Abuse of a Position of Trust Police Caution Deletion

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Abuse of a Position of Trust Police Caution Deletion

We have successfully applied for the deletion of a police caution issued in relation to an allegation of an abuse of a position of trust.

The caution, owing to its nature, meant that the client was prevented from working with children and vulnerable adults, and was placed on the Disclosure and Barring Service’s (DBS) children’s barred list. 

Police Caution Expungement

On initial application to the police, they rejected our application without properly considering the facts and merits of the case that had been set out to them. We nevertheless persisted and insisted that a senior officer within the force review the matter.

The case turned on detailed legal submissions on the law surrounding the abuse of a position of trust, which has changed and evolved over the years.

On the face of the evidence it appeared that the client had provided an admission to the evidence. We however unpicked the case to show that the evidence had been obtained unfairly and in actual fact, key elements of the offence had not been proven by the police.

Thank you so much – you have genuinely been amazing – I was super impressed by your drafting & you’ve been a pleasure to work with.

The client’s caution was expunged and is now able to apply for removal from the DBS barred list. Had the caution remained, the client would have very likely been prevented from working in education indefinitely.

Police Caution Removal Solicitors

If you have received a police caution, and it is preventing you from developing your career or perhaps it is restricting you from working or living abroad, then please get in touch.

As you will see from our many case studies on our site, we have had many police cautions successfully deleted.

Many people (wrongly) assume that once they have been issued with a caution, there is nothing that can be done. The police in fact often make mistakes when issuing cautions, and sometime these can be serious enough to mean a police caution is entirely defective, making it unlawful.

We will always aim to set a case out in the strongest possible terms to the police, so that they agree to remove a caution without the need for costly court applications.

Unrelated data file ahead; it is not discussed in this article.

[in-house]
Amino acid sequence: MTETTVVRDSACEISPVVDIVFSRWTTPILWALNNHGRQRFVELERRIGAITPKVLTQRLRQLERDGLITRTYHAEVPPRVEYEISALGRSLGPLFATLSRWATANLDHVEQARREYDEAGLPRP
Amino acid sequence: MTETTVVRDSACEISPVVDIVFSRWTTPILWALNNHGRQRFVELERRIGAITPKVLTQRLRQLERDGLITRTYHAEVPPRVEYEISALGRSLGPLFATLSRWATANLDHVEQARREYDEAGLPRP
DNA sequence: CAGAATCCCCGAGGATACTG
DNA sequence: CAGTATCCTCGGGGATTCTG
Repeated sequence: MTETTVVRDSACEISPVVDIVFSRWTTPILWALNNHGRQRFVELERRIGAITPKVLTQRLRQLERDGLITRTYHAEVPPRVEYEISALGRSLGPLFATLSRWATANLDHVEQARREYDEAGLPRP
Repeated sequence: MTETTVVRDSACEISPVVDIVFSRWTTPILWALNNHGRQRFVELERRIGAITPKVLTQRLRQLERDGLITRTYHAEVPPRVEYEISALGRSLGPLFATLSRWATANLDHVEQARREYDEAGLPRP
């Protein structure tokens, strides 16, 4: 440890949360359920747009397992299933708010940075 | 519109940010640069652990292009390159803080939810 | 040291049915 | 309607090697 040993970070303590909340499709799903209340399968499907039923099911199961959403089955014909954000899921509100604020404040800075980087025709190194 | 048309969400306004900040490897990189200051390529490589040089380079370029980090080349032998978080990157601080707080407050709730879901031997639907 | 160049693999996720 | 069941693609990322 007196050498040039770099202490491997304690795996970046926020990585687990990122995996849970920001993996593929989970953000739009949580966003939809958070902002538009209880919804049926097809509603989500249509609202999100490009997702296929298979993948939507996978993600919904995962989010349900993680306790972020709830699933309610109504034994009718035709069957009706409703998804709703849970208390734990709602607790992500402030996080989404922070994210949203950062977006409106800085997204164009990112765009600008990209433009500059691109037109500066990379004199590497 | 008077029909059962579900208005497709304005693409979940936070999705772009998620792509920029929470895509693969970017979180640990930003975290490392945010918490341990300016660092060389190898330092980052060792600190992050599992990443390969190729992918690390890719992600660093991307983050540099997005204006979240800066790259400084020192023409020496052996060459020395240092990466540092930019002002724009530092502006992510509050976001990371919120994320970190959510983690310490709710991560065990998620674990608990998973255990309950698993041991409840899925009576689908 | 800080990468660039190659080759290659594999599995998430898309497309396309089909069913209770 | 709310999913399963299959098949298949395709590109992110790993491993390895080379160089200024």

On some occasions we can’t make the police see reason, and if that is the case, we are more than prepared to fight your case before the High Court.

It is also the case that sometimes it will not be possible to have a caution deleted. We will always advise a client at the earliest possible stages on their prospects of success. If we believe your case is poor, and has a low probability of success, we will advise you of that fact.

Disclosure and Barring Service

Along with challenging unfairly issued police cautions and arrest records, we also are often instructed to challenge decisions made by the DBS.

We are able to challenge disclosure on enhanced DBS certificates, whether to rectify errors or to prevent disclosure of unfavourable information.

In addition, we are frequently instructed to challenge decisions to bar, either before a decision is made, or on appeal once the DBS have decided to bar someone.

If you have received a “minded to bar” letter then please get in touch, we have extensive experience of the law and procedure related to barring decisions and we have a good success rate in preventing clients from being placed on the DBS barred lists.

Police Caution and DBS Expert Solicitor

Please get in touch today to arrange a consultation. We offer reasonable fixed fees for our services, we unfortunately are unable to offer legal aid.

About the Author:

I am a qualified solicitor and I have extensive experience of applying for the removal of police cautions from the PNC, challenging DBS certificates and DBS barring decisions. I have had numerous successful cases, and for cases where judicial review proceedings have been issued, I am usually able to recoup my clients’ costs from the police. I have co-authored a journal paper on the reform of the police cautioning procedure in the Criminal Law Review (the leading criminal law journal : “Suggestions for Reform to the Simple Cautioning procedure”). I also write the UK Westlaw Insight on Police Cautions and published an article in the Criminal Law and Justice Weekly on anonymity in criminal proceedings and its impact on the police caution: Adult Defendant Anonymity in Criminal Proceedings